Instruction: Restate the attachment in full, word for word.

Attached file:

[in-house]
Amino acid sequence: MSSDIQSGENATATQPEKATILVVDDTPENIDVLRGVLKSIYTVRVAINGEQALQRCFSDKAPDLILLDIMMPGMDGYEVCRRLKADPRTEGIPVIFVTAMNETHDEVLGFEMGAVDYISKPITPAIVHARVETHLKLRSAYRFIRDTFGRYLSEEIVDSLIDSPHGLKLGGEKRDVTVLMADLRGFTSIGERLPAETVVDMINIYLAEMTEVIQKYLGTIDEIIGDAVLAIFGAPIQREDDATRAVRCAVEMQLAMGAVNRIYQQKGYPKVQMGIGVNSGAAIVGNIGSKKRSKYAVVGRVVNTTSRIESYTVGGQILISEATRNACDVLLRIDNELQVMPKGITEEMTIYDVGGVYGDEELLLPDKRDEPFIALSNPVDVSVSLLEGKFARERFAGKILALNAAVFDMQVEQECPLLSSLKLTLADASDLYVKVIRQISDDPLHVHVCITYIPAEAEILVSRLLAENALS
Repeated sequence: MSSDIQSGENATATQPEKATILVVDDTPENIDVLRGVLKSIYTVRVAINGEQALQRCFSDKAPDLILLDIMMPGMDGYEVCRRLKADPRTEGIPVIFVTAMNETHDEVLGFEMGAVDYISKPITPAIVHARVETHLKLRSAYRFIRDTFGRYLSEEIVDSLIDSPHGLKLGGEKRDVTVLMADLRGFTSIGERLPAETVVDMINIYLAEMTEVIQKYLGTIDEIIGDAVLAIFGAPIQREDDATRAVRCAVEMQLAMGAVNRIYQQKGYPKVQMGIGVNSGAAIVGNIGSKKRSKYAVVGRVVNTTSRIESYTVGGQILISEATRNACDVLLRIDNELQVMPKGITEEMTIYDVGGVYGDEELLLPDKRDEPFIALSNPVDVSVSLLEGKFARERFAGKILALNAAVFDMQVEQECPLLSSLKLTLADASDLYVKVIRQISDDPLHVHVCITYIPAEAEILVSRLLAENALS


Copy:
[in-house]
Amino acid sequence: MSSDIQSGENATATQPEKATILVVDDTPENIDVLRGVLKSIYTVRVAINGEQALQRCFSDKAPDLILLDIMMPGMDGYEVCRRLKADPRTEGIPVIFVTAMNETHDEVLGFEMGAVDYISKPITPAIVHARVETHLKLRSAYRFIRDTFGRYLSEEIVDSLIDSPHGLKLGGEKRDVTVLMADLRGFTSIGERLPAETVVDMINIYLAEMTEVIQKYLGTIDEIIGDAVLAIFGAPIQREDDATRAVRCAVEMQLAMGAVNRIYQQKGYPKVQMGIGVNSGAAIVGNIGSKKRSKYAVVGRVVNTTSRIESYTVGGQILISEATRNACDVLLRIDNELQVMPKGITEEMTIYDVGGVYGDEELLLPDKRDEPFIALSNPVDVSVSLLEGKFARERFAGKILALNAAVFDMQVEQECPLLSSLKLTLADASDLYVKVIRQISDDPLHVHVCITYIPAEAEILVSRLLAENALS
Repeated sequence: MSSDIQSGENATATQPEKATILVVDDTPENIDVLRGVLKSIYTVRVAINGEQALQRCFSDKAPDLILLDIMMPGMDGYEVCRRLKADPRTEGIPVIFVTAMNETHDEVLGFEMGAVDYISKPITPAIVHARVETHLKLRSAYRFIRDTFGRYLSEEIVDSLIDSPHGLKLGGEKRDVTVLMADLRGFTSIGERLPAETVVDMINIYLAEMTEVIQKYLGTIDEIIGDAVLAIFGAPIQREDDATRAVRCAVEMQLAMGAVNRIYQQKGYPKVQMGIGVNSGAAIVGNIGSKKRSKYAVVGRVVNTTSRIESYTVGGQILISEATRNACDVLLRIDNELQVMPKGITEEMTIYDVGGVYGDEELLLPDKRDEPFIALSNPVDVSVSLLEGKFARERFAGKILALNAAVFDMQVEQECPLLSSLKLTLADASDLYVKVIRQISDDPLHVHVCITYIPAEAEILVSRLLAENALS